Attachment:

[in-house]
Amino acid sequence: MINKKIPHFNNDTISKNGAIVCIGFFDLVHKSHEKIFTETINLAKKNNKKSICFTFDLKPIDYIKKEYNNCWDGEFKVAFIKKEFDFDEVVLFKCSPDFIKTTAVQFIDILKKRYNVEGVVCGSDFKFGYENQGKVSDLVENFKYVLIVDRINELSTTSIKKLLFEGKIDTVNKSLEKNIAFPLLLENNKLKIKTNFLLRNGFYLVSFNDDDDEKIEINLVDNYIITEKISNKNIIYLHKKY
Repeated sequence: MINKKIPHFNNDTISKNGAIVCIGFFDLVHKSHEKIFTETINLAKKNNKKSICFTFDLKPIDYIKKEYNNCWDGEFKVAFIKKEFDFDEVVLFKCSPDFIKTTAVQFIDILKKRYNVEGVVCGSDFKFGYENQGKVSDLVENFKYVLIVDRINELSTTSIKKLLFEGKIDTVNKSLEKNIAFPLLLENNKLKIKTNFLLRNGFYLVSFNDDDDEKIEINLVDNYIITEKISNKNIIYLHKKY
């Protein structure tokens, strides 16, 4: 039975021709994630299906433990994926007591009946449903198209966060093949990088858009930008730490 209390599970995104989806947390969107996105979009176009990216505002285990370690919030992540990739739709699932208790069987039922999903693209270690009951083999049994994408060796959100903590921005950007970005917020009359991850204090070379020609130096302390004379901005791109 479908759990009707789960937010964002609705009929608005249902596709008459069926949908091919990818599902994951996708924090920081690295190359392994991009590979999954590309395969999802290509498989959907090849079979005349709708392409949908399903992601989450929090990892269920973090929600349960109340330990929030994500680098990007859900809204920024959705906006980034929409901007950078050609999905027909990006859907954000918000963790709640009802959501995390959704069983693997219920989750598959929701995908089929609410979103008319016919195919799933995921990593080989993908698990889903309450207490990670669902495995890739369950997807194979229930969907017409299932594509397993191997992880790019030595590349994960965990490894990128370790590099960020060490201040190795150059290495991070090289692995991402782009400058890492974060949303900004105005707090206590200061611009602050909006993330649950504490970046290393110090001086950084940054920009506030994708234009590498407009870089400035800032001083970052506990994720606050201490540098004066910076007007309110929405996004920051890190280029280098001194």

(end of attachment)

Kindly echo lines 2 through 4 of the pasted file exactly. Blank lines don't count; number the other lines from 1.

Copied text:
Amino acid sequence: MINKKIPHFNNDTISKNGAIVCIGFFDLVHKSHEKIFTETINLAKKNNKKSICFTFDLKPIDYIKKEYNNCWDGEFKVAFIKKEFDFDEVVLFKCSPDFIKTTAVQFIDILKKRYNVEGVVCGSDFKFGYENQGKVSDLVENFKYVLIVDRINELSTTSIKKLLFEGKIDTVNKSLEKNIAFPLLLENNKLKIKTNFLLRNGFYLVSFNDDDDEKIEINLVDNYIITEKISNKNIIYLHKKY
Repeated sequence: MINKKIPHFNNDTISKNGAIVCIGFFDLVHKSHEKIFTETINLAKKNNKKSICFTFDLKPIDYIKKEYNNCWDGEFKVAFIKKEFDFDEVVLFKCSPDFIKTTAVQFIDILKKRYNVEGVVCGSDFKFGYENQGKVSDLVENFKYVLIVDRINELSTTSIKKLLFEGKIDTVNKSLEKNIAFPLLLENNKLKIKTNFLLRNGFYLVSFNDDDDEKIEINLVDNYIITEKISNKNIIYLHKKY
């Protein structure tokens, strides 16, 4: 039975021709994630299906433990994926007591009946449903198209966060093949990088858009930008730490 209390599970995104989806947390969107996105979009176009990216505002285990370690919030992540990739739709699932208790069987039922999903693209270690009951083999049994994408060796959100903590921005950007970005917020009359991850204090070379020609130096302390004379901005791109 479908759990009707789960937010964002609705009929608005249902596709008459069926949908091919990818599902994951996708924090920081690295190359392994991009590979999954590309395969999802290509498989959907090849079979005349709708392409949908399903992601989450929090990892269920973090929600349960109340330990929030994500680098990007859900809204920024959705906006980034929409901007950078050609999905027909990006859907954000918000963790709640009802959501995390959704069983693997219920989750598959929701995908089929609410979103008319016919195919799933995921990593080989993908698990889903309450207490990670669902495995890739369950997807194979229930969907017409299932594509397993191997992880790019030595590349994960965990490894990128370790590099960020060490201040190795150059290495991070090289692995991402782009400058890492974060949303900004105005707090206590200061611009602050909006993330649950504490970046290393110090001086950084940054920009506030994708234009590498407009870089400035800032001083970052506990994720606050201490540098004066910076007007309110929405996004920051890190280029280098001194």